With a view to further nuancing our use of English, as well as to making it more accurate, we should master one more subtlety of this language. Therefore, today’s topic focuses on Gerunds.
They fall within the class of nonfinite verb forms (alongside infinitives and participles), a specificity of theirs being the possibility to function as nouns.
More specifically, gerund is a type of verbal noun which keeps nevertheless some verb properties, such as the ability to be modified by an adverb, as well as the ability to take a direct object.
In other words, the clause consisting of the gerund which can be modified by an adverb and which can have an object, functions similarly to a noun in the framework of the larger sentence.
Formation of Gerund
Four gerund forms have been traditionally identified, a classification which considers the grammatical categories of voice (active or passive) and aspect (continuous or perfect).
Active – Continuous – Teaching
Passive – Continuous – Being taught
Active – Perfect – Having taught
Passive – Perfect – Having been taught
a) To most verbs, it suffices to add -ing (talk → talking);
b) For the verbs ending in -e, the final -e is removed and instead of it, -ing is added (believe → believing, love →loving, write → writing);
Exceptions singeing, dyeing, ageing, rueing, cacheing, whingeing
c) For the verbs that end in -ie, the final -ie changes into -y and then -ing can be added (lie →lying, tie → tying);
d) As regards the verbs the last syllable of which consists of consonant+vowel+consonant and is stressed, the last consonant is doubled before adding -ing (begin →beginning, run →running).
Syntactically, within a larger sentence, a gerund clause may act as:
Learning should change into a habit.
Your being here makes a tremendous difference.
2. Subject Complement
Expanding your horizon is shedding light on increasingly more fields of knowledge.
3. Direct Object
a) After transitive verbs which can only take a gerund (avoid, deny, enjoy, fancy, give up, imagine, leave off, need, practice, postpone, put off, want etc.)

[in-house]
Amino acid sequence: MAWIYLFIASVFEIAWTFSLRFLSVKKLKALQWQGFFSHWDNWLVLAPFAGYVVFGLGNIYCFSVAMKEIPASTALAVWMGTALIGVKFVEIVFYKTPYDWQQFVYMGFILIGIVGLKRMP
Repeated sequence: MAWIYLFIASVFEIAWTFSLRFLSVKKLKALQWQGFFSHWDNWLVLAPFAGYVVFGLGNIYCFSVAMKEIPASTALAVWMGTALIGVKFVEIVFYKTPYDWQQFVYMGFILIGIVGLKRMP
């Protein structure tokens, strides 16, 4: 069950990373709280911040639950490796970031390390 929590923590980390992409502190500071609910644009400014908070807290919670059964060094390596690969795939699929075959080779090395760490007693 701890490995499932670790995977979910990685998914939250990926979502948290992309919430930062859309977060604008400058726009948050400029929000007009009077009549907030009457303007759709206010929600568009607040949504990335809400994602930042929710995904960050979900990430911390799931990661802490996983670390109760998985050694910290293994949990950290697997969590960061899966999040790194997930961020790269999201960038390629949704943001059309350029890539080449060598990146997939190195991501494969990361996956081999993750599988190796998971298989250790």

b) After a series of verbs which can be used both with a gerund and with an infinitive (attempt, dread, fear, forget, hate, like, love, neglect, omit, propose, remember, suggest, as well as can’t afford, can’t bear, can’t help etc.)
I just can’t stop listening to him. He has always been a miraculously refreshing source of wisdom.
Fancy coming across you here!
4. Indirect Object
People should give studying and researching the due consideration. This would benefit them at all levels.
5. Complement of a preposition
a) After various prepositional verbs (abstain from, aim at, complain of, feel like, insist on, look like, object to, persist in, speak of, succeed in, think of, look forward to, as well as accuse somebody of, prevent somebody from etc.)
b) After a series of adjectives used predicatively (angry at, amazed at, astonished at, averse from/to, aware of, busy in, capable of, conscious of, engaged in, fond of, guilty of, ignorant of, indignant at, interested in, late in, long in, near to, pleased at, proud of, rich in, right in, sure of, surprised at, wrong in etc.)
The teenagers have always persisted in going on their own way and seeking the truth.
They are amazed at their professor’s continually offering them an original vision of things and opening them a new horizon to explore.
6. Complex Object (after mind, excuse, as well as agree to/ with, approve of, insist on, object to, rely on/upon etc.)
Would you mind my opening the window?
I rely on your not breaking the rules.
7. Adverbial (always preceded by a preposition)
In times of yore, on their child’s coming into being, parents would try to overhear the Fates’ whisper.
After pondering the problem for a long time, she came to a sound conclusion and even found a solution.
8. Modifier (after nouns like air of, chance of, difficulty of, fear of, honour of, hope of, idea of, impossibility of, importance of, intention of, means of, method of, necessity of, objection to, opportunity of, possibility of, practicability of, problem of, process of, prospect of, purpose of, sense of, way of etc.)
You have the unique opportunity of developing at all levels.
I hope you have found this topic interesting and useful. Stay close, as we will learn next how to distinguish gerunds from participles, as well as how to properly choose between gerunds and infinitives, when both seem equally suitable in a context.